NEW YORK, November 12, 2014 – The Internet Society of New York (ISOC-NY) and the Federal Communications Bar Association gathered at Brooklyn Law School’s Forchelli Center on a beautiful November day here. The views of Brooklyn from the 22nd floor, across to Staten Island and New Jersey, were breathtaking. The action was indoors in a marathon event covering all aspects of positively disruptive technology. ISOC member Joly MacFie posted a streaming video is available here.
Speaking first was James Dutcher, CIO of SUNY Cobleskill, located in the Adirondack Mountains west of Schenectady. Broadband competition is coming slowly to rural areas, and the agricultural and medical school just got a better deal on bandwidth because of “just the possibility of competition. The price dropped from $70,000 per year to $60,000 and the bandwidth rose from 200 Megabit per second (Mbps) to 1 Gigabit per second.
Dutcher pled with attendees to not think of broadband in rural areas as only connecting farms to the internet. He said the school just purchased 15 Google Glass devices for its medical and other programs and that Google provided an additional 15 devices for free. “We’re doing telemedicine in upstate New York,” Dutcher said.
Equality, Fairness, and Freedom
Tim Karr of the Free Press warned that censorship happens to citizen journalist protesters and credentialed journalists alike in New York, as well as in Kiev, Cairo, and Gezi Park in Turkey. He said that the issues of press freedom and freedom from censorship on the internet are becoming two aspects of one issue (as its of defining importance for Free Press.
Karr said his group also supports the USA Freedom Act, which would require an alliance of libertarian Republicans and anti-surveillance Democrats to pass, plus making additional radio frequency spectrum available on an unlicensed basis.
Karr said that households with $100,000 or more in annual income have high-quality broadband while 20 million Americans cannot get it at any price. Meanwhile, in Hong Kong, a 500 Mbps connection costs residents $25 per month, he said.
I asked whether any of Free Press’ policies had a chance in the new Congress. “Obama called for net neutrality today,” Karr replied. “We’ve been working on this for 10 years. We’re releasing a survey tomorrow, and a rewrite of the Telecom Act is on the table. It makes me giddy.”
He said, however, that local governments will play a critical role. They need to review and police local franchise agreements. He recommended Susan Crawford’s new book on that score.
Dave Burstein, a veteran telecom reporter and principal at Fast Net News said that the United States can do more for Africa. He said that Africa will soon have more internet subscribers than the U.S. thanks to smartphones, but that pricing in Africa is horrific.
The price of internet in Africa right now: $170 per megabit in Lagos. If SUNY Cobleskill faced that price, it would be paying $170,000 per year instead of $60,000. It would be easy for the U.S. to lower African prices, Burstein said. Tariffs on undersea cables to Africa are higher than similar cables to Europe and Asia that experience greater competition. While 10 percent of the continent is without power, but cell phone companies are learning how to build towers outside the electric grid.
Meanwhile, in the USA, Burstein warned that technology that could deliver 10 to 100 times the bandwidth currently available to cell phones may never be deployed. The problem is politics, not technology – and he blamed incumbent communications companies and their lobbyists for creating what he described as fictions regarding a spectrum shortage.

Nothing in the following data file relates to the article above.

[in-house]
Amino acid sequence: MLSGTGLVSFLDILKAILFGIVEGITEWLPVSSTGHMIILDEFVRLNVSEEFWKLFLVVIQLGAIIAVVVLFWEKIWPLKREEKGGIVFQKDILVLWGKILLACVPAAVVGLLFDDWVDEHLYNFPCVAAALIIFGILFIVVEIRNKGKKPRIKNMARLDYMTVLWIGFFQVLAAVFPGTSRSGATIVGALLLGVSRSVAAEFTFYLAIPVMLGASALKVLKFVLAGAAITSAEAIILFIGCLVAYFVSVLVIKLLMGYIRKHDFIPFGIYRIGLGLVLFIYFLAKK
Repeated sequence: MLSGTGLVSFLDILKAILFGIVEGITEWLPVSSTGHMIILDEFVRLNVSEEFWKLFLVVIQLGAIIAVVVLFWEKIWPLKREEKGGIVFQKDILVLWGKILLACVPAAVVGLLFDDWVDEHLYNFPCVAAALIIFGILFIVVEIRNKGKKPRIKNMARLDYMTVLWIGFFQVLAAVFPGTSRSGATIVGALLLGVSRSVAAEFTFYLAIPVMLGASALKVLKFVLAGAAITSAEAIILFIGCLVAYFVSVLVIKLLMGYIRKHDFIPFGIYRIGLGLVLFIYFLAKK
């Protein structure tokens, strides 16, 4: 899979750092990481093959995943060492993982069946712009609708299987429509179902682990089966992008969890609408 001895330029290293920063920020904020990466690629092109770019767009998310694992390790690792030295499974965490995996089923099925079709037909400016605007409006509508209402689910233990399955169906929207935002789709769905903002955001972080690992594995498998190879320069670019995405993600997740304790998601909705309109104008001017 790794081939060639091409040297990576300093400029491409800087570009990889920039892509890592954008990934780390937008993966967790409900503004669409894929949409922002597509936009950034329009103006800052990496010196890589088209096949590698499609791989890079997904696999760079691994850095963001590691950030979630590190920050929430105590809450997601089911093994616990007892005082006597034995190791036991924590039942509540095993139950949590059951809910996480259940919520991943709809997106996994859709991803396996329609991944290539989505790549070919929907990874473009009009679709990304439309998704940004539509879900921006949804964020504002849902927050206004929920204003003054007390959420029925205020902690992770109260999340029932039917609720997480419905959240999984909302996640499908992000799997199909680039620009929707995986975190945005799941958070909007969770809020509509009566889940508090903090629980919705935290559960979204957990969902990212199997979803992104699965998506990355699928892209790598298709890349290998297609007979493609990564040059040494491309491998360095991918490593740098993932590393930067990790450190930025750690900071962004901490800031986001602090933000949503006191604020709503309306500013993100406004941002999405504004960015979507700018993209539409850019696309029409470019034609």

Internet service providers in the U.S. are not promoting multi-SSID routers in the home. In Paris, these dual-network wireless routers have created a city-wide Wi-Fi cloud.
Breaking out of the Pipe Jail
Bob Frankston, co-creator of the first spreadsheet software, VisiCalc, said that networks should be built from the bottom up, not the top down. He said that a wire running internet into your home “is like a loan that you’re never allowed to pay off.” There’s a fixed cost to building it, but you’re paying a high monthly price for it for the rest of your life.
He said it’s not just a bad deal: the builder has every incentive to limit your freedom and promote scarcity in order to protect its pricing. Telecom is a loan from someone who uses your payment to limit your freedom. “Telecommunications companies are in the business of preventing people from communicating in order to charge money. But Skype shows that the telecommunications companies cannot prevent the internet from providing free communications.”
He said that internet applications are built to use any and all facilities, whereas telecommunications companies want to ensure that their users need them. “Net neutrality is necessary only if we accept that someone controls the pipes.”
Frankston doesn’t want the networks to be built by municipalities because they would charge for it and the act of billing places the customer and network owner in an adversarial position. “I fear a new boss who will act just like the old boss. As long as we finance infrastructure as a profit center, infrastructure is an economic problem not a technology problem.”
A network owner deriving pricing power from scarcity will always fight innovation, he said.
Editor’s Note: Alexander Goldman is a recent graduate of Brooklyn Law School, and recently passed the New York Bar Examination. He worked at ISP-Planet and ISPCON, was Chief Analyst for CTI’s American Recovery and Reinvestment Act grants, and had internships at the Federal Communications Commission and the Internet Division of the NY State Attorney General. At Brooklyn Law School, he was a Trade Secrets Fellow and won CALI awards in Contracts and Antitrust.